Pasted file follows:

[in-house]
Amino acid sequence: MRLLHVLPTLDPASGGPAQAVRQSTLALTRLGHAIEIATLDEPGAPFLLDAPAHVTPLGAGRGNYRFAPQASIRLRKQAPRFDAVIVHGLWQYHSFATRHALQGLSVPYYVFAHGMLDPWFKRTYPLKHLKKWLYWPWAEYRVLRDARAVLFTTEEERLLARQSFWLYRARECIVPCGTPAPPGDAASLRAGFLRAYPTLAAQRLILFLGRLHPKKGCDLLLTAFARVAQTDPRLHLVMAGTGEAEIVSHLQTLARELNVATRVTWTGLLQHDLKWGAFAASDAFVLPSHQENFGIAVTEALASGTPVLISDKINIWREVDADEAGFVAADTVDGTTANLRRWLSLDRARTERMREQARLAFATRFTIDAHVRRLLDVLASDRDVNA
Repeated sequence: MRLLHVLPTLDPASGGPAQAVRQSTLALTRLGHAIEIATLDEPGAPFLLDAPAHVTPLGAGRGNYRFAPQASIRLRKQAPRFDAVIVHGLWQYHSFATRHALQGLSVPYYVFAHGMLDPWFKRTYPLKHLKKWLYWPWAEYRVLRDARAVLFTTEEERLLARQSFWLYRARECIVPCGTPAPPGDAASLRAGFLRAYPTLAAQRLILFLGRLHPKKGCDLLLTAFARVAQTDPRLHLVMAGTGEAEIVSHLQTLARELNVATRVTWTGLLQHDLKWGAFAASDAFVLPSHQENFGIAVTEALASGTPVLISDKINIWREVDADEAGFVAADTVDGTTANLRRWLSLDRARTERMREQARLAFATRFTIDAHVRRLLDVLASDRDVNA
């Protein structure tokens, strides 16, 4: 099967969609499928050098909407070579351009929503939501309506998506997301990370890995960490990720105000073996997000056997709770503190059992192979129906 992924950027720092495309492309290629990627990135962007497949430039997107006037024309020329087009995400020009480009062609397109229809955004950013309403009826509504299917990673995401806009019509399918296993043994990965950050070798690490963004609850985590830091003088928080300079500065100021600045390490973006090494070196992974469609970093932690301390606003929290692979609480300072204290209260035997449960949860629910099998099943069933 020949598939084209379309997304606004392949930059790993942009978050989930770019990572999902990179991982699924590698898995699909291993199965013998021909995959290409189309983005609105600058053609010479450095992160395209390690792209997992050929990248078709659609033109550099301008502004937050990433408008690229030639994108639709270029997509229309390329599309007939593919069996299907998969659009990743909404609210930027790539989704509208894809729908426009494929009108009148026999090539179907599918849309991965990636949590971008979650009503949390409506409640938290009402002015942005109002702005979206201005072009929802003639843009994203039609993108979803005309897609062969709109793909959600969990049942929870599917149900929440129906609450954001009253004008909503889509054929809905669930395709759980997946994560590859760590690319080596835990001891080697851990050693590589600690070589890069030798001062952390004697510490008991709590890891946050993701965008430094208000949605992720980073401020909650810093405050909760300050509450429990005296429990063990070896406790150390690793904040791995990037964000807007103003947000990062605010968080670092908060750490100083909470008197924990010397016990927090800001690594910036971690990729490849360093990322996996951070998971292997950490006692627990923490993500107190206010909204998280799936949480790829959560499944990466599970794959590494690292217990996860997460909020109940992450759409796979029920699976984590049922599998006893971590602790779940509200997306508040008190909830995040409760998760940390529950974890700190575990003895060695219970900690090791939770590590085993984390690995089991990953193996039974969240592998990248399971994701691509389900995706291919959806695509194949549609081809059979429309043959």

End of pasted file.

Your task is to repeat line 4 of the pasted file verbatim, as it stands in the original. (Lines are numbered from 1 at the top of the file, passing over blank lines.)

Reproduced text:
């Protein structure tokens, strides 16, 4: 099967969609499928050098909407070579351009929503939501309506998506997301990370890995960490990720105000073996997000056997709770503190059992192979129906 992924950027720092495309492309290629990627990135962007497949430039997107006037024309020329087009995400020009480009062609397109229809955004950013309403009826509504299917990673995401806009019509399918296993043994990965950050070798690490963004609850985590830091003088928080300079500065100021600045390490973006090494070196992974469609970093932690301390606003929290692979609480300072204290209260035997449960949860629910099998099943069933 020949598939084209379309997304606004392949930059790993942009978050989930770019990572999902990179991982699924590698898995699909291993199965013998021909995959290409189309983005609105600058053609010479450095992160395209390690792209997992050929990248078709659609033109550099301008502004937050990433408008690229030639994108639709270029997509229309390329599309007939593919069996299907998969659009990743909404609210930027790539989704509208894809729908426009494929009108009148026999090539179907599918849309991965990636949590971008979650009503949390409506409640938290009402002015942005109002702005979206201005072009929802003639843009994203039609993108979803005309897609062969709109793909959600969990049942929870599917149900929440129906609450954001009253004008909503889509054929809905669930395709759980997946994560590859760590690319080596835990001891080697851990050693590589600690070589890069030798001062952390004697510490008991709590890891946050993701965008430094208000949605992720980073401020909650810093405050909760300050509450429990005296429990063990070896406790150390690793904040791995990037964000807007103003947000990062605010968080670092908060750490100083909470008197924990010397016990927090800001690594910036971690990729490849360093990322996996951070998971292997950490006692627990923490993500107190206010909204998280799936949480790829959560499944990466599970794959590494690292217990996860997460909020109940992450759409796979029920699976984590049922599998006893971590602790779940509200997306508040008190909830995040409760998760940390529950974890700190575990003895060695219970900690090791939770590590085993984390690995089991990953193996039974969240592998990248399971994701691509389900995706291919959806695509194949549609081809059979429309043959």